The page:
The regulations provide that if a taxpayer has identified multiple hedges as being part of a qualified hedging transaction, and the taxpayer has terminated at least one but less than all of the hedges (including a portion of one or more of the hedges), the taxpayer must treat the remaining hedges as having been sold for fair market value on the date of disposition of the terminated hedge.
The temporary regulations are effective on September 6, 2012—the scheduled date of their publication in the Federal Register.
Text of the regulations: T.D. 9598 [PDF 105 KB]; REG-138489-09 [PDF 90 KB]
Reason for regulations
Under Reg. section 1.988-5(a)(6)(ii), a taxpayer that disposes of all or a part of the qualifying debt instrument or hedge prior to the maturity of the qualified hedging transaction, or that changes a material term of the qualifying debt instrument or hedge, is viewed as “legging out” of integrated treatment.
According to the preamble to the temporary regulations, the IRS and Treasury have become aware that some taxpayers who are in a loss position, with respect to a qualifying debt instrument that is part of a qualified hedging transaction, are interpreting the legging-out rules of Reg. section 1.988-5(a)(6)(ii)(B) to permit the recognition of the loss on the debt instrument without recognition of all of the corresponding gain on the hedging component of the transaction.
Taxpayers have claimed to achieve this result by hedging nonfunctional currency debt instruments with multiple financial instruments and selectively disposing of less than all of these positions, and have taken the position that Reg. section 1.988-5(a)(6)(ii)(B) triggers the entire loss in the qualifying debt instrument—but not the gain in the remaining components of the hedging side of the integrated transaction.
For example, a taxpayer may fully hedge a fixed rate nonfunctional currency-denominated debt instrument that it has issued with two swaps—a nonfunctional currency/dollar currency swap and a fixed for floating dollar interest rate swap. The effect of matching the currency swap with the foreign currency denominated debt is to create synthetic fixed rate U.S. dollar debt, while the effect of the interest rate swap is to simultaneously transform the synthetic fixed rate U.S. dollar debt into synthetic floating rate U.S. dollar debt.
Thus, assuming that the rules of Reg. section 1.988-5(a) are otherwise satisfied, the taxpayer will have effectively converted the fixed-rate foreign currency-denominated debt instrument into a synthetic floating-rate U.S. dollar-denominated debt instrument.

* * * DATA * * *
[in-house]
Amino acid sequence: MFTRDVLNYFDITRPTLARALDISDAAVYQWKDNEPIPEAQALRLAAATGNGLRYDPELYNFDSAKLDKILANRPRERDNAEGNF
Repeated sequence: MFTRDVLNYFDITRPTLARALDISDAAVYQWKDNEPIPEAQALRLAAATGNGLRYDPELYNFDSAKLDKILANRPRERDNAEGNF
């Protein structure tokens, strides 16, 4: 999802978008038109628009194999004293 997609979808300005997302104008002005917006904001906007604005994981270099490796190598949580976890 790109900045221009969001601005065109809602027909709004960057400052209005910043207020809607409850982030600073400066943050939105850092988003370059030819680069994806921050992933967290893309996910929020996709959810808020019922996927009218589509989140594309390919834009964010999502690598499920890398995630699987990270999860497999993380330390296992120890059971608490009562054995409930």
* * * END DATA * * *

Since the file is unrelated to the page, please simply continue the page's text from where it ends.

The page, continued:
As the U.S. dollar declines in value relative to the foreign currency in which the debt instrument is denominated, the taxpayer disposes of the interest-rate swap while keeping the currency swap in existence. The taxpayer takes the position that the disposition of the interest-rate swap allows it to treat the debt instrument as having been terminated on the date of disposition and claims a loss on the debt instrument without taking into account the offsetting gain on the remaining component of the hedge.
Thus, the taxpayer claims the transaction generates a net loss.
The IRS and Treasury believe that these results are inappropriate under the legging-out rules because the claimed loss is largely offset by unrealized gain on the remaining component of the hedging transaction. Therefore, today’s regulations are intended to clarify the rules regarding the consequences of legging-out of qualified hedging transactions that consist of multiple components.
With today’s release, Reg. section 1.988-5(a) is amended to provide that if a hedge with more than one component has been properly identified as being part of a qualified hedging transaction—and at least one but not all of the components of the hedge that is a part of the qualified hedging transaction has been terminated or disposed of—all of the remaining components of the hedge (as well as the qualifying debt) will be treated as sold for their fair market value on the leg-out date of the terminated hedge.
Similarly, if a part of any component of a hedge (whether a hedge consists of a single or multiple components) has been disposed of, the remaining part of that component (as well as other components in the case of a hedge with multiple components) that is still in existence (as well as the qualifying debt instrument) will be treated as sold for its fair market value on the leg-out date of the terminated hedge.
Comments, hearing date requests
Written comments and requests for a public hearing with respect to the proposed regulations are due by 90 days after their publication in the Federal Register on September 6, 2012.